The California Independent System Operator (CAISO) and California Public Utilities Commission (CPUC) last week announced steps to bolster reliability in the state this summer.
The CAISO’s Board of Governors on March 24 approved market and operational refinements to prepare for possible prolonged heat events like those that led to rotating power outages last summer, CAISO said.
The enhancements, shaped by stakeholder input gathered over the past three months, are on track to be in place by summer 2021.
“These enhancements were developed in close coordination with state agencies and stakeholders throughout California and the West,” said CAISO president and CEO Elliot Mainzer in a statement.
“The enhancements are designed to better equip our energy markets and power grid for extreme weather, while complementing the efforts of California’s regulatory authorities and utilities to develop new clean energy resources. We are committed to strong collaboration with our many state and regional partners to achieve reliable system operations this summer and beyond.”
Mainzer discussed CAISO’s preparation for this summer in a recent episode of the American Public Power Association’s Public Power Now podcast.
CAISO said policy changes approved by the Board of Governors at its meeting are designed to:
- Strengthen compensation incentives for hourly imports to deliver during tight supply conditions;
- Provide more accurate price signals reflective of tight supply conditions and dispatch of emergency demand response;
- Establish an interim minimum state of charge requirement to ensure resource adequacy storage resources have sufficient energy available on the tightest supply days;
- Ensure sufficient capacity is procured in advance of planned outages; and
- Streamline the grid interconnection process to expedite new supply.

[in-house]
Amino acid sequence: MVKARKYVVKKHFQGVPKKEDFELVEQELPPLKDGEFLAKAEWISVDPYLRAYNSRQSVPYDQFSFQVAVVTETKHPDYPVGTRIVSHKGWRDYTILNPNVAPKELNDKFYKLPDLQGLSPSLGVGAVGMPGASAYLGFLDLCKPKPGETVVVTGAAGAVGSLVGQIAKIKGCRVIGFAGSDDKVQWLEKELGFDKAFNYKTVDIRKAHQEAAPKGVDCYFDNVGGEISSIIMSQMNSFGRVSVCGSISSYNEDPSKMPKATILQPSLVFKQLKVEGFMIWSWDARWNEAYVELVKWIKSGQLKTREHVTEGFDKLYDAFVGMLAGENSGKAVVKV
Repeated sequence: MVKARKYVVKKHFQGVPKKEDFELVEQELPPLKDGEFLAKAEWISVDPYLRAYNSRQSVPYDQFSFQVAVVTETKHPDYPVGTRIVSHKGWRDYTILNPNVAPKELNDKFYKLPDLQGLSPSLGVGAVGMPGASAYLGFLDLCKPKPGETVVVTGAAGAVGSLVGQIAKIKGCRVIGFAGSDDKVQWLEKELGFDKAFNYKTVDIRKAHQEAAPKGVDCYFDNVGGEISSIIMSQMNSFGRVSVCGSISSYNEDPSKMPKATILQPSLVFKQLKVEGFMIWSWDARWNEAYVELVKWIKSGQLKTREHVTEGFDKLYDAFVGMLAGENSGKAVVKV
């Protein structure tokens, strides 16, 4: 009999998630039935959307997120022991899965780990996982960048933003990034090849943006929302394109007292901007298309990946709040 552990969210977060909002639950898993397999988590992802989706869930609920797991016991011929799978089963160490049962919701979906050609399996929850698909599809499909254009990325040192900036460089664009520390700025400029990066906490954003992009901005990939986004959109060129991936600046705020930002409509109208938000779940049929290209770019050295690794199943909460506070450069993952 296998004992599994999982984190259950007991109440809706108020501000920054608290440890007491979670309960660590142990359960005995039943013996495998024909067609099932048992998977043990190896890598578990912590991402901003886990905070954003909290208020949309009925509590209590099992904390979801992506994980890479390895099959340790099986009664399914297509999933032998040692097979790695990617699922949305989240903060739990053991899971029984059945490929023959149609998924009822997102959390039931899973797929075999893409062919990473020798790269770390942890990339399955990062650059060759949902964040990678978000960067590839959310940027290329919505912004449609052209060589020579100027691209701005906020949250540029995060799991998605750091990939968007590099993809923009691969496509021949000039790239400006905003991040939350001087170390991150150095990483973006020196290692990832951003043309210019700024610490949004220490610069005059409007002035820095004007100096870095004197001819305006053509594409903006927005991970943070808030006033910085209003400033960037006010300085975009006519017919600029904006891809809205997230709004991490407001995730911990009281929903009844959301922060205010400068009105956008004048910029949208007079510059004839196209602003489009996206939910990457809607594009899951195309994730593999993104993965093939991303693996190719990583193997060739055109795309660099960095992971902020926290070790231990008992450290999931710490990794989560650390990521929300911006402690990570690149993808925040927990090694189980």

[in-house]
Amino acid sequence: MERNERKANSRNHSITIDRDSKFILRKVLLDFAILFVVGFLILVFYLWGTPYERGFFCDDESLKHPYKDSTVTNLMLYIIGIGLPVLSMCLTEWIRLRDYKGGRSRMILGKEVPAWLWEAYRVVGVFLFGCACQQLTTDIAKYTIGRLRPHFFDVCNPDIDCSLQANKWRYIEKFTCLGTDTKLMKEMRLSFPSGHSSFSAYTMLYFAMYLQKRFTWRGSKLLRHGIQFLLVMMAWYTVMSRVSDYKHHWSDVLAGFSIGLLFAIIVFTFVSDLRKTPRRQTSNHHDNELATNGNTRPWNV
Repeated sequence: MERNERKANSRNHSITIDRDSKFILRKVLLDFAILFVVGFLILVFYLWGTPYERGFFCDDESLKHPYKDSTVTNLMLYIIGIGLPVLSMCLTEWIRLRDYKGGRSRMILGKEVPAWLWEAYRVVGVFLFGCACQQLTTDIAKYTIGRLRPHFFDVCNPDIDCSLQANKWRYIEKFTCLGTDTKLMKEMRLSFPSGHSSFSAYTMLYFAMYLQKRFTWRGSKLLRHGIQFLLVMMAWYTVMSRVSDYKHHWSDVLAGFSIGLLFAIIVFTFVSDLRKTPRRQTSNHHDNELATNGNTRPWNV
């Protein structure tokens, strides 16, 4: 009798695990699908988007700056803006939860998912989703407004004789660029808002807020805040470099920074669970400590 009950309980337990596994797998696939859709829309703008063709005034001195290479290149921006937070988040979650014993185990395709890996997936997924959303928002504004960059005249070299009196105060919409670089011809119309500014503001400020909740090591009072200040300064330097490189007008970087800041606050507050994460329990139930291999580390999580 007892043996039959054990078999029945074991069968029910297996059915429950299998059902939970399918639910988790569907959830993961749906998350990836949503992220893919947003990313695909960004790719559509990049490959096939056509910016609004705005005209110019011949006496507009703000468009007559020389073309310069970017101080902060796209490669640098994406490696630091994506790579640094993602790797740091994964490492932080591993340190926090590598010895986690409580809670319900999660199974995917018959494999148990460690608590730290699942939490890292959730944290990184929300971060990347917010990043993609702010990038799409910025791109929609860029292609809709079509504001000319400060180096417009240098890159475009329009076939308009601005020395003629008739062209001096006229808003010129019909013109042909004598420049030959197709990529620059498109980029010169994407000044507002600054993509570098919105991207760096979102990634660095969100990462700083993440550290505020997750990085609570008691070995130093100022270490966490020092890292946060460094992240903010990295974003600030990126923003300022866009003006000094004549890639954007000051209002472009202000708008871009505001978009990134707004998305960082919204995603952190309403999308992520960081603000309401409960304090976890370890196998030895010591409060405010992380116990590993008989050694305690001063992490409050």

The Board action advanced two CAISO stakeholder initiatives: Market Enhancements for Summer 2021 Readiness and phase one of resource adequacy enhancements.
A final set of improvements for managing export and wheel-through scheduling priorities -- part of the Market Enhancements for Summer 2021 Readiness initiative -- will be considered by the Energy Imbalance Market (EIM) governing body for its advisory consent and the Board of Governors for its approval during special meetings planned for April 2021.
“These enhancements are intended to improve reliability while respecting transmission open access principles,” CAISO said.
Earlier this month, the CAISO’s Western EIM Governing Body approved enhancements that fall within its scope of authority.
“These changes will help ensure balancing authority areas participate in the Western EIM with sufficient resources and improve the real-time market’s operational modeling,” the grid operator said.
The enhancements were then approved by the Board of Governors as part of the consent agenda at their meeting last week.
Meanwhile, CAISO said it anticipates close to 1,500 megawatts of new storage available for dispatch by this summer, bringing total capacity to nearly 2,000 MW.
The CAISO is upgrading capabilities to manage these new resources and building a suite of tools giving grid operators visibility into the storage fleet, it said.
The CAISO said it is also enhancing rules to ensure that storage is sufficiently charged when providing ancillary services.
In another move to shore up summer grid reliability, the CAISO board designated the Kingsburg Cogeneration Plant as a reliability must-run resource (RMR) to comply with North American Electric Reliability Corporation (NERC) and Western Electricity Coordinating Council’s (WECC) reliability standards.
The CAISO’s recent supply analysis shows that without the 34.5-MW plant, the ISO may be unable to maintain system-wide reliability, especially later in the evening when solar resources are no longer available but demand remains high.
The board previously designated the Midway Sunset Cogeneration power plant as a reliability must-run resource, ensuring its availability this summer.
CAISO said the refinements chiefly result from findings and recommendations of a joint final root cause analysis, using the events of summer 2020 to identify areas for improvement.
CAISO, the CPUC and California Energy Commission in January 2021 issued a final root cause analysis of the August 2020 heat wave and rotating outages in the state.
Looking forward, the CAISO is about to launch its Energy Storage Enhancements Initiative, with an issue paper scheduled to be posted in April, kicking off a stakeholder initiative process with the goal of upgrading optimization, dispatch, and settlement of energy storage.